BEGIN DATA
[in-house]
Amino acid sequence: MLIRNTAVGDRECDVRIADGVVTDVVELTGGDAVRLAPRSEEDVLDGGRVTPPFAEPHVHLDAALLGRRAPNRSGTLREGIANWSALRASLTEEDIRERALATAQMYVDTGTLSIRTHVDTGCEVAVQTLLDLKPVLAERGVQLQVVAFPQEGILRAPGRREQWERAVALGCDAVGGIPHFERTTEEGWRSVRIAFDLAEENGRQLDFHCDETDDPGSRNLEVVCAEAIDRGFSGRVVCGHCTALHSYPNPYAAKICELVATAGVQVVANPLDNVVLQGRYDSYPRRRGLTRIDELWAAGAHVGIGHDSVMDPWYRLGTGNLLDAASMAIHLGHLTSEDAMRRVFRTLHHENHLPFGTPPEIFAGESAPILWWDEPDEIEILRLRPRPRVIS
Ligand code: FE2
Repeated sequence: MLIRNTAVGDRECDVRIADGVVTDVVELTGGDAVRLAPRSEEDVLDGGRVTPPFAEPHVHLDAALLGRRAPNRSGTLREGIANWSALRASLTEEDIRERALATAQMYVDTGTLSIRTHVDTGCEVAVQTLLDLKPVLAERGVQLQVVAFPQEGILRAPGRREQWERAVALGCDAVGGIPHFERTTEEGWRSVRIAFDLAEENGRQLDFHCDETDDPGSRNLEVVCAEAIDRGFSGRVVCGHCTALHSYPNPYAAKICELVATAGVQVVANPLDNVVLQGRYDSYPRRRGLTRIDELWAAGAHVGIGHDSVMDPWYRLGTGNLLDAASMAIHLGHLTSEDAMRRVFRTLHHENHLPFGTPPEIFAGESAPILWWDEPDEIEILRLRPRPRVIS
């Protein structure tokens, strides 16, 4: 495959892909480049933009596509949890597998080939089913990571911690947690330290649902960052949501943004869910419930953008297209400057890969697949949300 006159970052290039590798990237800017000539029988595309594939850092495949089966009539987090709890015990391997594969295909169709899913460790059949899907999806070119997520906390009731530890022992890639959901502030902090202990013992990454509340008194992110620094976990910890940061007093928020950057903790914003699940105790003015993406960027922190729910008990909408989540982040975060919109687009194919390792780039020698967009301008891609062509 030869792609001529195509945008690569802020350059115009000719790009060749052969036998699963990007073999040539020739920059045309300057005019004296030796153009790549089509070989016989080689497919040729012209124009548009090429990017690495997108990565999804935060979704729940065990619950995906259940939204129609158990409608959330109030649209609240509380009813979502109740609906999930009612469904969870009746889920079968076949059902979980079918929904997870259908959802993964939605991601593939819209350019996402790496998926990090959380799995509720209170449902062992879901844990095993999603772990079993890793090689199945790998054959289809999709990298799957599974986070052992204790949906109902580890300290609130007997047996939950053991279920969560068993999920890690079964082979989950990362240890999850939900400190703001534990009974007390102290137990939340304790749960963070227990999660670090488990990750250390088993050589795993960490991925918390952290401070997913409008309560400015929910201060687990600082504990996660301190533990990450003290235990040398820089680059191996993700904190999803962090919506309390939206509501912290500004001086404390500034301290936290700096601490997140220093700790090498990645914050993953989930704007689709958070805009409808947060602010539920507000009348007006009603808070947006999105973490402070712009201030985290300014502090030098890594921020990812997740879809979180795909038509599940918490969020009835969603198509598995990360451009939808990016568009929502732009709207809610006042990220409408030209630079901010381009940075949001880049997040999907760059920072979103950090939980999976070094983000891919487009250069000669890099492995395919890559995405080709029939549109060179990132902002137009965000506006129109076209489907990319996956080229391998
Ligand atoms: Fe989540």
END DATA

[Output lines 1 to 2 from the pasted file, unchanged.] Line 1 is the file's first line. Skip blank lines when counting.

[in-house]
Amino acid sequence: MLIRNTAVGDRECDVRIADGVVTDVVELTGGDAVRLAPRSEEDVLDGGRVTPPFAEPHVHLDAALLGRRAPNRSGTLREGIANWSALRASLTEEDIRERALATAQMYVDTGTLSIRTHVDTGCEVAVQTLLDLKPVLAERGVQLQVVAFPQEGILRAPGRREQWERAVALGCDAVGGIPHFERTTEEGWRSVRIAFDLAEENGRQLDFHCDETDDPGSRNLEVVCAEAIDRGFSGRVVCGHCTALHSYPNPYAAKICELVATAGVQVVANPLDNVVLQGRYDSYPRRRGLTRIDELWAAGAHVGIGHDSVMDPWYRLGTGNLLDAASMAIHLGHLTSEDAMRRVFRTLHHENHLPFGTPPEIFAGESAPILWWDEPDEIEILRLRPRPRVIS